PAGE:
This paper investigates how the inclusion of political lifecycles and unrestricted housing development by private developers will impact the spatial arrangement and density of slums in a virtual urban environment. To do this, I build on the agent based model (ABM) entitled “Slumulation” developed by Crooks, Koizumi and Patel (2012). The intention of this is to generate conversation around the ways individual action impact the urban environment, and also how other stakeholders in the city create conditions that motivate the emergence of certain spatial arrangements over time. Through the addition of code into the original model, I am able to augment the actions of two actors in particular: politicians and developers. Borrowing from literature, I include local political cycles that minimize the interaction between urban dwellers and politicians throughout most of the simulation, except for in the case of election times where special consideration is made that allows for lower rents and lax rule enforcement in exchange for political support. In the center of this city, housing developers are programmed to build housing for high- and middle-income households because the real estate sector and government policies are encouraging the construction of a new and modern urban image that slowly prices out lower-income residents of the inner city. These additions show that local politics and development without efforts to mitigate the impact on individual households may contribute to slums, high density urban neighborhoods, and the peripheralization of the city’s most vulnerable.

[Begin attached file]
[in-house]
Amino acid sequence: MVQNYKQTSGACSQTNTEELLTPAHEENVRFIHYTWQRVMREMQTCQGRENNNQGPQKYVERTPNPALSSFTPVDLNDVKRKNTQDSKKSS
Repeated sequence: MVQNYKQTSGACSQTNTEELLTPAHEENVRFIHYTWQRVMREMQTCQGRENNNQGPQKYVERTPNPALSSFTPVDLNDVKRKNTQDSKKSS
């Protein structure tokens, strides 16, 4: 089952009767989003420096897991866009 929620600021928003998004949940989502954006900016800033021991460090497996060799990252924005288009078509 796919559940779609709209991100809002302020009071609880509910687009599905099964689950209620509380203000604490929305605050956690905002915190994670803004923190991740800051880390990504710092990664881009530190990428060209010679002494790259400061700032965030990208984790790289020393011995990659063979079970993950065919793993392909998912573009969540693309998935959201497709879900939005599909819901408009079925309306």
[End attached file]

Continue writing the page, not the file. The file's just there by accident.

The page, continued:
Since 2012, California has generated billions of dollars from its market-based green- house gas emissions reduction program, commonly known as Cap-and-Trade. These revenues, deposited in the state’s Greenhouse Gas Reduction Fund (GGRF), must be invest- ed in projects that will reduce greenhouse gas emissions while maximizing benefits for disadvantaged communities and households. SB 535 (de León 2012), as amended by AB 1550 (Gomez 2016), requires at least thirty-five percent of these revenues to be invested in projects that benefit disadvantaged community residents and low-income households and communities. Implementing these statutory requirements has been the work of a coalition of policy-advocacy and organizing groups, who have too often seen public in- vestment in environmental justice communities fail to meet the needs of low-income residents of color—or worse yet, actually harm them. This article presents the“ disadvantaged community benefits” framework that this coalition developed, which is now incorporated in large part into statewide guidelines on climate investments. The frame- work offers a four-step process for evaluating whether a project meaningfully benefits a disadvantaged community: (1) whether a project meets an important need identified by underserved residents (2) in a way that provides them a significant benefit and (3) targets its benefits primarily to low-income people while (4) avoiding substantial burdens on a disadvantaged community. This article discusses the genesis of this framework and its importance in enabling local residents to shape investment decisions in their communities, and then assesses a GGRF investment in affordable housing according to this framework. A key lesson of California’s experience in directing climate investments to benefit disadvantaged communities is that the same investments that promote the state’s climate goals are also helping to tackle the crisis of extreme inequality.